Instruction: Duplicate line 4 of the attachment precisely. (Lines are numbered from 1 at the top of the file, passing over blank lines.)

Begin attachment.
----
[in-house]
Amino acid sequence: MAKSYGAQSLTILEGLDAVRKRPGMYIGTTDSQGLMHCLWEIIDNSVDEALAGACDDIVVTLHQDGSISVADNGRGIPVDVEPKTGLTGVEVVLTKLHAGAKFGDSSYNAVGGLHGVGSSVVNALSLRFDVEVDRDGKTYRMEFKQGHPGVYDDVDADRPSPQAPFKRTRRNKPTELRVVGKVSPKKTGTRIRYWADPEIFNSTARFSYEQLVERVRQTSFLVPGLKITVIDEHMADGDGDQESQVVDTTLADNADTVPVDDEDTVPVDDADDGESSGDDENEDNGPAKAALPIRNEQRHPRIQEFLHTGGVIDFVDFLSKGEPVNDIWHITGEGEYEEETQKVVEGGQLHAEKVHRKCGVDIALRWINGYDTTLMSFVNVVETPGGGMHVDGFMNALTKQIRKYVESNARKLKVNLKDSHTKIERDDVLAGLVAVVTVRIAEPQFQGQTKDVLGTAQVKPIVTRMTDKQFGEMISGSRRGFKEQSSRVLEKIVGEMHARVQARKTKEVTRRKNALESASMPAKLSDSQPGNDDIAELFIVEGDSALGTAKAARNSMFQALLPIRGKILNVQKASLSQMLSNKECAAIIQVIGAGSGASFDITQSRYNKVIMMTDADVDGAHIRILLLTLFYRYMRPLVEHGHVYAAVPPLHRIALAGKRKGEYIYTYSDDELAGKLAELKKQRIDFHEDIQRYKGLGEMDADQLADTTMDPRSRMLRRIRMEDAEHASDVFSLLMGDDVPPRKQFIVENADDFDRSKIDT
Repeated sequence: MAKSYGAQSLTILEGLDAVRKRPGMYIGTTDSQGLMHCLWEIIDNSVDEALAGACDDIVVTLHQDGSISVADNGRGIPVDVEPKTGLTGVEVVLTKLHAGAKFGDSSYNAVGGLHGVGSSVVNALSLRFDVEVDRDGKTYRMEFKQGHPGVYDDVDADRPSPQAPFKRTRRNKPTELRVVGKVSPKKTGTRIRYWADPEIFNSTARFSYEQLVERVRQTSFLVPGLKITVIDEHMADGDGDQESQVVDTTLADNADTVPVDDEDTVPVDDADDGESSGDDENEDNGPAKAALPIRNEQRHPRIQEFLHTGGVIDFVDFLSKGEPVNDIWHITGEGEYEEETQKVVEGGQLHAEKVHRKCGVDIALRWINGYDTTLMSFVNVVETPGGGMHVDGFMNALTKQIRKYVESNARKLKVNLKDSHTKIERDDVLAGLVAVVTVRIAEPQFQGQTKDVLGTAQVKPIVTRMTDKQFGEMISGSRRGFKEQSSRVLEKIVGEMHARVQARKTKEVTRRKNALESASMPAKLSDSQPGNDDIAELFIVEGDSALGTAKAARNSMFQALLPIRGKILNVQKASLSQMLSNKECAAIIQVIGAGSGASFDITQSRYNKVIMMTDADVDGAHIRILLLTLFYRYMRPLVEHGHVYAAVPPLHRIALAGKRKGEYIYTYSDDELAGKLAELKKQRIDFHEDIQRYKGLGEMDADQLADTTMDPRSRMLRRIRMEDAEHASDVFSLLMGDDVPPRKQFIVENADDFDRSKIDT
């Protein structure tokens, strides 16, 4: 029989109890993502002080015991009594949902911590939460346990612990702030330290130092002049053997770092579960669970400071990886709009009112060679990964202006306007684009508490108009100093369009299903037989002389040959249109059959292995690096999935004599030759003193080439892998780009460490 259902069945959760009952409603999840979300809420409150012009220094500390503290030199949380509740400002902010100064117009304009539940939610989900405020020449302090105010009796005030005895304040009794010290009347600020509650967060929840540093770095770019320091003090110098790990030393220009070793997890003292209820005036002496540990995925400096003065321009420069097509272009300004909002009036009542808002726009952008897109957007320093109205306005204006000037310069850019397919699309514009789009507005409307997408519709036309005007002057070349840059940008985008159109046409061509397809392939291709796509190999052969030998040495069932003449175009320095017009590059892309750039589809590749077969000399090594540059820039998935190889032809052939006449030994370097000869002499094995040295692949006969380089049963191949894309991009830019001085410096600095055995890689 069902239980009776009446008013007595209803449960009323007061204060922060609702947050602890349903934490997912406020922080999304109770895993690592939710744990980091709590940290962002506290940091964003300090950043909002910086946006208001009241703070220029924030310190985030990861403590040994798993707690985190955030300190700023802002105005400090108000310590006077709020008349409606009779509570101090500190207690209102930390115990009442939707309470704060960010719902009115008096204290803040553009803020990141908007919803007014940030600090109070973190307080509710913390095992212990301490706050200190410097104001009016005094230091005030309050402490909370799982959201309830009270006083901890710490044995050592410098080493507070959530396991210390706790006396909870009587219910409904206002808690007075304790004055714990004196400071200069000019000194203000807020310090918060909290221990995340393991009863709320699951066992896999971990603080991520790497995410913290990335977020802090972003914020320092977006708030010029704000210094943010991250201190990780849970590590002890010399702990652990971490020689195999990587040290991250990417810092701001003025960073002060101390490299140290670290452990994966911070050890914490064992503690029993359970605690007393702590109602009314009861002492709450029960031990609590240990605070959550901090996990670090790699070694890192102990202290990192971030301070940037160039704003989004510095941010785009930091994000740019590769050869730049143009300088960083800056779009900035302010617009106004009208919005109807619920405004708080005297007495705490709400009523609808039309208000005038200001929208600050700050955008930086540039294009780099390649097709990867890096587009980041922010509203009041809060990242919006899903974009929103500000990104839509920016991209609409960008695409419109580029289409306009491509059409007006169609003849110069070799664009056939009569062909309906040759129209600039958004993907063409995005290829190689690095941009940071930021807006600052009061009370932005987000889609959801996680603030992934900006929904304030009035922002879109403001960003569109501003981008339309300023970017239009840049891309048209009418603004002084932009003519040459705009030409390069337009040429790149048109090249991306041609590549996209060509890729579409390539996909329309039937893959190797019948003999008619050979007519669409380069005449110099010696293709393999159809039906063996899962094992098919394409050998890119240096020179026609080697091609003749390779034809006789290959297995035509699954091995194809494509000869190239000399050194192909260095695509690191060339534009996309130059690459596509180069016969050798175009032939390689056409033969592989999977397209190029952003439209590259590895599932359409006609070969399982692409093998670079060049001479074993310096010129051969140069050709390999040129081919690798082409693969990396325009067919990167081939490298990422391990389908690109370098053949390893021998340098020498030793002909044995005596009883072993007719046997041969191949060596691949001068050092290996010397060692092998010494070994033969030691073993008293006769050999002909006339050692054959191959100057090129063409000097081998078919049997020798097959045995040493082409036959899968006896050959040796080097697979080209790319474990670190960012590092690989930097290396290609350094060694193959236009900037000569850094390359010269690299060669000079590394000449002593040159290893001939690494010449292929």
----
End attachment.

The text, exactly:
């Protein structure tokens, strides 16, 4: 029989109890993502002080015991009594949902911590939460346990612990702030330290130092002049053997770092579960669970400071990886709009009112060679990964202006306007684009508490108009100093369009299903037989002389040959249109059959292995690096999935004599030759003193080439892998780009460490 259902069945959760009952409603999840979300809420409150012009220094500390503290030199949380509740400002902010100064117009304009539940939610989900405020020449302090105010009796005030005895304040009794010290009347600020509650967060929840540093770095770019320091003090110098790990030393220009070793997890003292209820005036002496540990995925400096003065321009420069097509272009300004909002009036009542808002726009952008897109957007320093109205306005204006000037310069850019397919699309514009789009507005409307997408519709036309005007002057070349840059940008985008159109046409061509397809392939291709796509190999052969030998040495069932003449175009320095017009590059892309750039589809590749077969000399090594540059820039998935190889032809052939006449030994370097000869002499094995040295692949006969380089049963191949894309991009830019001085410096600095055995890689 069902239980009776009446008013007595209803449960009323007061204060922060609702947050602890349903934490997912406020922080999304109770895993690592939710744990980091709590940290962002506290940091964003300090950043909002910086946006208001009241703070220029924030310190985030990861403590040994798993707690985190955030300190700023802002105005400090108000310590006077709020008349409606009779509570101090500190207690209102930390115990009442939707309470704060960010719902009115008096204290803040553009803020990141908007919803007014940030600090109070973190307080509710913390095992212990301490706050200190410097104001009016005094230091005030309050402490909370799982959201309830009270006083901890710490044995050592410098080493507070959530396991210390706790006396909870009587219910409904206002808690007075304790004055714990004196400071200069000019000194203000807020310090918060909290221990995340393991009863709320699951066992896999971990603080991520790497995410913290990335977020802090972003914020320092977006708030010029704000210094943010991250201190990780849970590590002890010399702990652990971490020689195999990587040290991250990417810092701001003025960073002060101390490299140290670290452990994966911070050890914490064992503690029993359970605690007393702590109602009314009861002492709450029960031990609590240990605070959550901090996990670090790699070694890192102990202290990192971030301070940037160039704003989004510095941010785009930091994000740019590769050869730049143009300088960083800056779009900035302010617009106004009208919005109807619920405004708080005297007495705490709400009523609808039309208000005038200001929208600050700050955008930086540039294009780099390649097709990867890096587009980041922010509203009041809060990242919006899903974009929103500000990104839509920016991209609409960008695409419109580029289409306009491509059409007006169609003849110069070799664009056939009569062909309906040759129209600039958004993907063409995005290829190689690095941009940071930021807006600052009061009370932005987000889609959801996680603030992934900006929904304030009035922002879109403001960003569109501003981008339309300023970017239009840049891309048209009418603004002084932009003519040459705009030409390069337009040429790149048109090249991306041609590549996209060509890729579409390539996909329309039937893959190797019948003999008619050979007519669409380069005449110099010696293709393999159809039906063996899962094992098919394409050998890119240096020179026609080697091609003749390779034809006789290959297995035509699954091995194809494509000869190239000399050194192909260095695509690191060339534009996309130059690459596509180069016969050798175009032939390689056409033969592989999977397209190029952003439209590259590895599932359409006609070969399982692409093998670079060049001479074993310096010129051969140069050709390999040129081919690798082409693969990396325009067919990167081939490298990422391990389908690109370098053949390893021998340098020498030793002909044995005596009883072993007719046997041969191949060596691949001068050092290996010397060692092998010494070994033969030691073993008293006769050999002909006339050692054959191959100057090129063409000097081998078919049997020798097959045995040493082409036959899968006896050959040796080097697979080209790319474990670190960012590092690989930097290396290609350094060694193959236009900037000569850094390359010269690299060669000079590394000449002593040159290893001939690494010449292929």